Orchid Buds Falling Off: How To Prevent Orchid Bud Blast

If your orchid's buds fall off before they have a chance to bloom, your plant has bud blast. Learn the common causes and how to remedy the situation so you can enjoy your orchid flowers for as long as possible.

Inspecting orchid bud blast on houseplant
(Image credit: Getty Images)

Orchids can be sensitive plants and they need a specific environment to thrive. When something isn't right, orchid buds falling off is a common stress response.

Known as orchid bud blast, this defense mechanism enables the plant to divert energy to the stems, foliage, and roots. It is usually a simple fix, but you will need to amend your orchid care routine.

Orchid flowers falling off – known as bloom blast – may also be a sign of stress. However, orchid buds not opening is particularly frustrating, as you won't get to enjoy any flowers.

This article delves into the causes of orchid bud blast, and how to remedy the condition.

Inspecting orchid bud blast on houseplant

(Image credit: Getty Images)

Common Causes Of Orchid Buds Falling Off

The causes of orchid buds falling off can vary. There are many types of orchids, but in the wild most grow in warm, humid environments. The best way to prevent orchid bud blast is to mimic the plant's natural growing conditions as closely as possible.

You should research the specific needs of your particular variety to identify any obvious causes. However, these are the most common reasons for orchid bud blast:

Temperature Changes

To get orchids to rebloom, they need a drop between day and night-time temperatures of about 10 to 15°F (5 to 8°C). Like all plants, they also expect climate variations between seasons. However, temperature changes should never be sudden.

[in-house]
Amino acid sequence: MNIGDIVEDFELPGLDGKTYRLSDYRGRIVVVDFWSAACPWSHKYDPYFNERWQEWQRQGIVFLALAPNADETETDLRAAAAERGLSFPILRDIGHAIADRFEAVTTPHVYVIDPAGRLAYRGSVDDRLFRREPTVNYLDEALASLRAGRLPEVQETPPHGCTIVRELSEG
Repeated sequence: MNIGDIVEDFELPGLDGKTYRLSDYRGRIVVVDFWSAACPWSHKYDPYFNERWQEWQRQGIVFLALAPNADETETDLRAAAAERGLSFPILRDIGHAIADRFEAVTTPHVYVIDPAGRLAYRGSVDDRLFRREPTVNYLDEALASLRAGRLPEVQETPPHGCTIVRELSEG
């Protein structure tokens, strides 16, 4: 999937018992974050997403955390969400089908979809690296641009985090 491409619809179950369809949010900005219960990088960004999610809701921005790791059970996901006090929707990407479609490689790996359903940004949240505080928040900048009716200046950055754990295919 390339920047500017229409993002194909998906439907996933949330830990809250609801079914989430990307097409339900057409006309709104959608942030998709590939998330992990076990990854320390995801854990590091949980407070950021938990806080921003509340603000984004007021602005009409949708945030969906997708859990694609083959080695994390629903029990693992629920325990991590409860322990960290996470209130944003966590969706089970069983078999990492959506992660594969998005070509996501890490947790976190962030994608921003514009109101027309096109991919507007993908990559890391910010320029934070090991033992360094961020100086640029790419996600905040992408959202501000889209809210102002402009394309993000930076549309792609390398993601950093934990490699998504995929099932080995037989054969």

Something as simple as a hot oven releasing heat or a cool draft from an air conditioner can cause bud blast in orchids.

Even watering with water that is too cold or too hot can stress your plant and cause buds to drop.

Extreme weather conditions may also be to blame, as well as bringing plants back inside after spending summer outdoors.

Bear in mind that different varieties of orchids have different temperature requirements, depending on whether they are warm, intermediate, or cool-growing. Keep orchids in an environment consistent with their preferred temperature range.

If you need to move your orchid to a new position, do so after it blooms to prevent stress.

Watering orchid on bright windowsill

(Image credit: Getty Images)

Incorrect Watering

Learning how to water orchids correctly is key to preventing orchid bud blast. Overwatering and underwatering are both common culprits.

Orchid buds drying up before dropping is often caused by underwatering, as the stressed plant drains moisture from the buds.

However, overwatering can be even worse, as orchids hate sitting in water. As well as bud blast, this can cause root rot or orchid crown rot.

Orchid buds turning yellow may be a sign of overwatering.

On average, orchids need watering every week, but this can vary depending on the species. The plant's potting mixture should be allowed to dry out between waterings. Check it every few days by pushing your finger an inch (2.5cm) deep.

Bear in mind that orchids also absorb water from humidity in the air, so in dry environments, orchid buds dying can be a result of underwatering and low humidity.

Increase humidity with a humidifier, daily misting, or by placing them on top of a tray filled with pebbles and water.

Pollutants In The Atmosphere